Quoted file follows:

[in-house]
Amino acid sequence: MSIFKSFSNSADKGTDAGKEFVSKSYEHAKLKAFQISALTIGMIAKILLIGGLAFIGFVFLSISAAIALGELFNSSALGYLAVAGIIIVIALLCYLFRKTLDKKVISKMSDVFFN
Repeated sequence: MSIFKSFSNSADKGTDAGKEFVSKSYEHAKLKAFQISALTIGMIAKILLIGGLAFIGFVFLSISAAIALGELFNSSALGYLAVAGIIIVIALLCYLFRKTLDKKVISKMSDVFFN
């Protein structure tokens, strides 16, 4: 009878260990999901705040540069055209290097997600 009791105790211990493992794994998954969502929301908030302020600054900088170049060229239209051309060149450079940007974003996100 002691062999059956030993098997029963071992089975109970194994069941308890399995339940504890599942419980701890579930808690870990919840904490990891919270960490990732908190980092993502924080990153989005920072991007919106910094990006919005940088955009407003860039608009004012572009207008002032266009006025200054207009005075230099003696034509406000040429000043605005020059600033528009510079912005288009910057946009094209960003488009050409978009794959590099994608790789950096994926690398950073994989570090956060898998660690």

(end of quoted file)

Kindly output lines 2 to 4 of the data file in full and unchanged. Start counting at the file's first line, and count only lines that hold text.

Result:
Amino acid sequence: MSIFKSFSNSADKGTDAGKEFVSKSYEHAKLKAFQISALTIGMIAKILLIGGLAFIGFVFLSISAAIALGELFNSSALGYLAVAGIIIVIALLCYLFRKTLDKKVISKMSDVFFN
Repeated sequence: MSIFKSFSNSADKGTDAGKEFVSKSYEHAKLKAFQISALTIGMIAKILLIGGLAFIGFVFLSISAAIALGELFNSSALGYLAVAGIIIVIALLCYLFRKTLDKKVISKMSDVFFN
């Protein structure tokens, strides 16, 4: 009878260990999901705040540069055209290097997600 009791105790211990493992794994998954969502929301908030302020600054900088170049060229239209051309060149450079940007974003996100 002691062999059956030993098997029963071992089975109970194994069941308890399995339940504890599942419980701890579930808690870990919840904490990891919270960490990732908190980092993502924080990153989005920072991007919106910094990006919005940088955009407003860039608009004012572009207008002032266009006025200054207009005075230099003696034509406000040429000043605005020059600033528009510079912005288009910057946009094209960003488009050409978009794959590099994608790789950096994926690398950073994989570090956060898998660690």